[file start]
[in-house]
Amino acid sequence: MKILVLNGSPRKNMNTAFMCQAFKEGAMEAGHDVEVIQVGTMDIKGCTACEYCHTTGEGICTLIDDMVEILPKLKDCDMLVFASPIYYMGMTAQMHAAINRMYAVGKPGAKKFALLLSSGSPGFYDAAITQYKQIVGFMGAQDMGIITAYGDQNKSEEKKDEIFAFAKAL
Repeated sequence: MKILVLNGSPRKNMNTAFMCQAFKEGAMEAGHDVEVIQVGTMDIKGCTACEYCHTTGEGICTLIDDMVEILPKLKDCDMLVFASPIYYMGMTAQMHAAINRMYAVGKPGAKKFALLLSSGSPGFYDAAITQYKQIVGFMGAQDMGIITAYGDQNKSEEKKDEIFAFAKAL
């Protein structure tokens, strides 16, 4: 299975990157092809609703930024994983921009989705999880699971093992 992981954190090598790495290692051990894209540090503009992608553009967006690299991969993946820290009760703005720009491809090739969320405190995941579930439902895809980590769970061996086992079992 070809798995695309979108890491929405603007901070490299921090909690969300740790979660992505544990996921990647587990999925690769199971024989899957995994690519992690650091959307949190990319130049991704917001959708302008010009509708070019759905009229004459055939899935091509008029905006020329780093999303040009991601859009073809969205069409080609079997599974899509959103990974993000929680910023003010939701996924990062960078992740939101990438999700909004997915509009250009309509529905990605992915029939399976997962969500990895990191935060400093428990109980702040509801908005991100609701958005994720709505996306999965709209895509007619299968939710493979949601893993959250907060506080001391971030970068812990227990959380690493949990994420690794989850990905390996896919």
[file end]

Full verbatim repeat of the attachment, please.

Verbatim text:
[in-house]
Amino acid sequence: MKILVLNGSPRKNMNTAFMCQAFKEGAMEAGHDVEVIQVGTMDIKGCTACEYCHTTGEGICTLIDDMVEILPKLKDCDMLVFASPIYYMGMTAQMHAAINRMYAVGKPGAKKFALLLSSGSPGFYDAAITQYKQIVGFMGAQDMGIITAYGDQNKSEEKKDEIFAFAKAL
Repeated sequence: MKILVLNGSPRKNMNTAFMCQAFKEGAMEAGHDVEVIQVGTMDIKGCTACEYCHTTGEGICTLIDDMVEILPKLKDCDMLVFASPIYYMGMTAQMHAAINRMYAVGKPGAKKFALLLSSGSPGFYDAAITQYKQIVGFMGAQDMGIITAYGDQNKSEEKKDEIFAFAKAL
């Protein structure tokens, strides 16, 4: 299975990157092809609703930024994983921009989705999880699971093992 992981954190090598790495290692051990894209540090503009992608553009967006690299991969993946820290009760703005720009491809090739969320405190995941579930439902895809980590769970061996086992079992 070809798995695309979108890491929405603007901070490299921090909690969300740790979660992505544990996921990647587990999925690769199971024989899957995994690519992690650091959307949190990319130049991704917001959708302008010009509708070019759905009229004459055939899935091509008029905006020329780093999303040009991601859009073809969205069409080609079997599974899509959103990974993000929680910023003010939701996924990062960078992740939101990438999700909004997915509009250009309509529905990605992915029939399976997962969500990895990191935060400093428990109980702040509801908005991100609701958005994720709505996306999965709209895509007619299968939710493979949601893993959250907060506080001391971030970068812990227990959380690493949990994420690794989850990905390996896919």